A Calhoun County school district employee is among two confirmed positive COVID-19 cases, according to a district press release.
The employee, who is a JR Elementary staff member, last worked on campus March 13. The staffer became sick over spring break and tested positive for the novel coronavirus on Wednesday.
The employee is not a teacher, but students, staff and visitors may have been in contact with the employee before symptoms presented, according to the release.
The staff member self reported the results when they were received.
“This is the only positive test result for a school employee CCISD has received,” Superintendent Larry Nichols said in the release
The staff member has not been on campus since March 13th and is following all CDC guidelines.
The name of the staff member cannot be disclosed because of privacy concerns. Local hospital and health department have provided guidance to district employees, according to the release.
The two patients are residents of Calhoun County and have been instructed to self-quarantine, according to a Memorial Medical Center news release.
The Department of State Health Services is working with county officials to identify close contacts with the patients while they were sick so they can be isolated and monitored.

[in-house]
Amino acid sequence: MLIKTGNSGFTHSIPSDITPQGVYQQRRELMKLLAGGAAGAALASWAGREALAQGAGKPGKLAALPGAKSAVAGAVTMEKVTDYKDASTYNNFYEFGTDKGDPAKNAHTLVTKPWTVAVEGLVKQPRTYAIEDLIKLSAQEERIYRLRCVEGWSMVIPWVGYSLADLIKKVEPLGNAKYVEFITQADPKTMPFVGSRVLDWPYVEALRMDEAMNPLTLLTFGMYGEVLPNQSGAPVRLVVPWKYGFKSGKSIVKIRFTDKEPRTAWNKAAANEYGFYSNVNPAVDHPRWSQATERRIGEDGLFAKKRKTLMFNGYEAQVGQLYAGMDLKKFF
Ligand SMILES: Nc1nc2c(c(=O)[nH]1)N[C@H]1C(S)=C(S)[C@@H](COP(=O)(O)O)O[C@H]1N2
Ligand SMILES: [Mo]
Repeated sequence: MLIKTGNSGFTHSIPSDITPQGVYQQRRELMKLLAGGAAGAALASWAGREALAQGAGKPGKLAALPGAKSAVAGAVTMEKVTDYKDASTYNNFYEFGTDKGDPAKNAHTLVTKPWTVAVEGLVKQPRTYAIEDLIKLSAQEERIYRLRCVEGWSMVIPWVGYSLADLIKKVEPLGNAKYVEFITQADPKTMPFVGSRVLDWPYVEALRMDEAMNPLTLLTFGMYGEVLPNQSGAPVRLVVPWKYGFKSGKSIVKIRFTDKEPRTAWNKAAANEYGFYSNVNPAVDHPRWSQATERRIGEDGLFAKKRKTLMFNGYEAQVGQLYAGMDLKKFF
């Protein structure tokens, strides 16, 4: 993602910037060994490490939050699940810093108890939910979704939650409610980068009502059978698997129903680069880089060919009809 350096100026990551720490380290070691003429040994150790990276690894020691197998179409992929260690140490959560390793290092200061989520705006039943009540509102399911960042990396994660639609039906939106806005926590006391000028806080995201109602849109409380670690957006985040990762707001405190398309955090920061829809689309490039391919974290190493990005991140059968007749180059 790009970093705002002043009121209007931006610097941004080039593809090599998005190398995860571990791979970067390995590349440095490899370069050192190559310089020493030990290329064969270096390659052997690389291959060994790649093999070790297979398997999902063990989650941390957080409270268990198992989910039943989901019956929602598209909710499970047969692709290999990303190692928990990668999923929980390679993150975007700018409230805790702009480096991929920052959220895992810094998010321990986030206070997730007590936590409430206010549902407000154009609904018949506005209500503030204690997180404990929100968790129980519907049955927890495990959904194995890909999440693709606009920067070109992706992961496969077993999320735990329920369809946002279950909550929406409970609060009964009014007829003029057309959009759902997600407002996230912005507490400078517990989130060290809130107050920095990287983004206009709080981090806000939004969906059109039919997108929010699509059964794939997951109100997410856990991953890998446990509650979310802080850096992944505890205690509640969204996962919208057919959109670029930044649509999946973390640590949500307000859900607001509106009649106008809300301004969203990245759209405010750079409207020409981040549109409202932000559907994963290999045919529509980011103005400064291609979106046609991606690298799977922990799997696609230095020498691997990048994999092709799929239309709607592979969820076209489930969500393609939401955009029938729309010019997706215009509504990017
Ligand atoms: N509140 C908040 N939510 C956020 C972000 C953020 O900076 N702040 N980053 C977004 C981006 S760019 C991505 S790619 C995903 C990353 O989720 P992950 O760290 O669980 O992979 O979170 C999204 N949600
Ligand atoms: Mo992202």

The release did not offer any detail about the patients and whether the cases were from community contract or travel.
Roshanda Thomas, Memorial Medical Center public information officer, said officials do not know if the cases are from community spread, but that is being investigated.
The patients were tested through outpatient clinics.
Thomas said she could not share whether the patients were related and did not have their ages readily available.
The Department of State Health Services is working with county officials to identify close contacts with the patient while they were sick so they can be isolated and monitored.
COVID-19 cases have ranged from mild symptoms to severe illness. Fever, cough and/or shortness of breath may appear two-to-14 days after exposure, according to the Centers for Disease Control and Prevention.